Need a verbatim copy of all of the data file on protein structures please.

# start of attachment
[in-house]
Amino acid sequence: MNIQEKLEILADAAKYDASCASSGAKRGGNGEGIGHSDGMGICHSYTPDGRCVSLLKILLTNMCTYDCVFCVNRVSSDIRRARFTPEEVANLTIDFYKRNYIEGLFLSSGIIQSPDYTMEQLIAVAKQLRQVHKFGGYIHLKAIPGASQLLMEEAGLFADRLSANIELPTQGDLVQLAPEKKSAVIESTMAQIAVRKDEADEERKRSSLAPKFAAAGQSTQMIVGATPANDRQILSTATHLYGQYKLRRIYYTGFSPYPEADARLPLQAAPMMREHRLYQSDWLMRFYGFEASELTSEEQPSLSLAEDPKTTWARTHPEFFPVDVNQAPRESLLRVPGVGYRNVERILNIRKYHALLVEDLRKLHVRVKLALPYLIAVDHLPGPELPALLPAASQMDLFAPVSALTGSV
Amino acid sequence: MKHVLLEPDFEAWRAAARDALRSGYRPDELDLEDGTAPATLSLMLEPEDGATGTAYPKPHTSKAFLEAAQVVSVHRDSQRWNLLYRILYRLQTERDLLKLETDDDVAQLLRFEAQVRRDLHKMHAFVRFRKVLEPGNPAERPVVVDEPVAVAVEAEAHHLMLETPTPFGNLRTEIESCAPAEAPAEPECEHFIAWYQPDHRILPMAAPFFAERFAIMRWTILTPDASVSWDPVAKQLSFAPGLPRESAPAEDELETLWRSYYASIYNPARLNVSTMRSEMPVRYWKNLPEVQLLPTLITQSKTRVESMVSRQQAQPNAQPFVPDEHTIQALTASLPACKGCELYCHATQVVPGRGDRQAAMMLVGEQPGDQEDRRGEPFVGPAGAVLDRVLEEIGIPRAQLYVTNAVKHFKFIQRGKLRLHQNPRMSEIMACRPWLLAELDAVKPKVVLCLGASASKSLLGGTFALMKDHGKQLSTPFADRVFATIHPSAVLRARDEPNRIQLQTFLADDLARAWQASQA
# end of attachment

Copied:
[in-house]
Amino acid sequence: MNIQEKLEILADAAKYDASCASSGAKRGGNGEGIGHSDGMGICHSYTPDGRCVSLLKILLTNMCTYDCVFCVNRVSSDIRRARFTPEEVANLTIDFYKRNYIEGLFLSSGIIQSPDYTMEQLIAVAKQLRQVHKFGGYIHLKAIPGASQLLMEEAGLFADRLSANIELPTQGDLVQLAPEKKSAVIESTMAQIAVRKDEADEERKRSSLAPKFAAAGQSTQMIVGATPANDRQILSTATHLYGQYKLRRIYYTGFSPYPEADARLPLQAAPMMREHRLYQSDWLMRFYGFEASELTSEEQPSLSLAEDPKTTWARTHPEFFPVDVNQAPRESLLRVPGVGYRNVERILNIRKYHALLVEDLRKLHVRVKLALPYLIAVDHLPGPELPALLPAASQMDLFAPVSALTGSV
Amino acid sequence: MKHVLLEPDFEAWRAAARDALRSGYRPDELDLEDGTAPATLSLMLEPEDGATGTAYPKPHTSKAFLEAAQVVSVHRDSQRWNLLYRILYRLQTERDLLKLETDDDVAQLLRFEAQVRRDLHKMHAFVRFRKVLEPGNPAERPVVVDEPVAVAVEAEAHHLMLETPTPFGNLRTEIESCAPAEAPAEPECEHFIAWYQPDHRILPMAAPFFAERFAIMRWTILTPDASVSWDPVAKQLSFAPGLPRESAPAEDELETLWRSYYASIYNPARLNVSTMRSEMPVRYWKNLPEVQLLPTLITQSKTRVESMVSRQQAQPNAQPFVPDEHTIQALTASLPACKGCELYCHATQVVPGRGDRQAAMMLVGEQPGDQEDRRGEPFVGPAGAVLDRVLEEIGIPRAQLYVTNAVKHFKFIQRGKLRLHQNPRMSEIMACRPWLLAELDAVKPKVVLCLGASASKSLLGGTFALMKDHGKQLSTPFADRVFATIHPSAVLRARDEPNRIQLQTFLADDLARAWQASQA